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Contributed by: Maine Historical Society
Location: Falmouth; Windham; Portsmouth
Media: Ink on paper
Contributed by: Maine Maritime Museum
Date: circa 1910
Media: Photographic print
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Britain was especially interested in occupying Maine during the Colonial era to take advantage of the timber resources. The tall, straight, old growth white pines were perfect for ships' masts to help supply the growing Royal Navy.
Captain George Tate, mast agent for the King of England from 1751 to the Revolutionary War, and his descendants helped shape the development of Portland (first known as Falmouth) through activities such as commerce, shipping, and real estate.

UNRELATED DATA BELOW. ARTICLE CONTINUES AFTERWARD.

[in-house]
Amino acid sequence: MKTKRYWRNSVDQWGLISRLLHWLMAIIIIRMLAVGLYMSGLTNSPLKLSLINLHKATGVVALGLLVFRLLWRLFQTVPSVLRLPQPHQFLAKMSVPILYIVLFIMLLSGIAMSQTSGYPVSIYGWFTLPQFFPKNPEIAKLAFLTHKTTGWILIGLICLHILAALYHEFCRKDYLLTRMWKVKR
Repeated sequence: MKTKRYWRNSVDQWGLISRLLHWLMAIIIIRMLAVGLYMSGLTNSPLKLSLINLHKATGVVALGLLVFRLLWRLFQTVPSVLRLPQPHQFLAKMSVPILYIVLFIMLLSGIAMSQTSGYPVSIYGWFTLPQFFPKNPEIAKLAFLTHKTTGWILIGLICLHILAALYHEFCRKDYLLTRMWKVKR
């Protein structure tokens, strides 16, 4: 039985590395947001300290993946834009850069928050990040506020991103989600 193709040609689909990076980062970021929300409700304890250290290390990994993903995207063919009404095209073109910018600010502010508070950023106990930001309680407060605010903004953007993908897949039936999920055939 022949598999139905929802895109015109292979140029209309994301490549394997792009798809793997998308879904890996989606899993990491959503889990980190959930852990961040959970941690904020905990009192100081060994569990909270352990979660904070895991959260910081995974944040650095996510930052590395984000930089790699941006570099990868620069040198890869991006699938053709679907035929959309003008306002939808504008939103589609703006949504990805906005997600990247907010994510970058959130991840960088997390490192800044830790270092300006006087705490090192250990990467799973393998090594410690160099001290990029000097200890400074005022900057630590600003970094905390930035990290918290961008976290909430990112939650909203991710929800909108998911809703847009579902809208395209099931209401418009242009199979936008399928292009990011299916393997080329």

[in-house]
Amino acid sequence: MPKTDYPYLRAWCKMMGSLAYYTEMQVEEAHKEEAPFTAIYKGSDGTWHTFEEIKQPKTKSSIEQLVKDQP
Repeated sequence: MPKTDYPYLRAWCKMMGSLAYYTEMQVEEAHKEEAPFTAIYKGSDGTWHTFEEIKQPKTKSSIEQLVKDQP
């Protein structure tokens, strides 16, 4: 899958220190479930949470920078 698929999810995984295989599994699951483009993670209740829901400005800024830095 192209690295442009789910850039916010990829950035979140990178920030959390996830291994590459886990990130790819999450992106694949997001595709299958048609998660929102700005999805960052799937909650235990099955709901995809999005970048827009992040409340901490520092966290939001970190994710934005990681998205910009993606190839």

A summer resident of Wayne collected more than 3,000 bookplates to honor Maine native and noted opera singer Annie Louise Cary and to support the Cary Memorial Library.
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She was an 88 ton, 67 foot two-masted topsail schooner in regular service between the Saco and Boston.
To get an idea of how big some of the masts were, the leach of the sail was 90 feet long 48 feet its head 30 feet and the hoist 62 feet.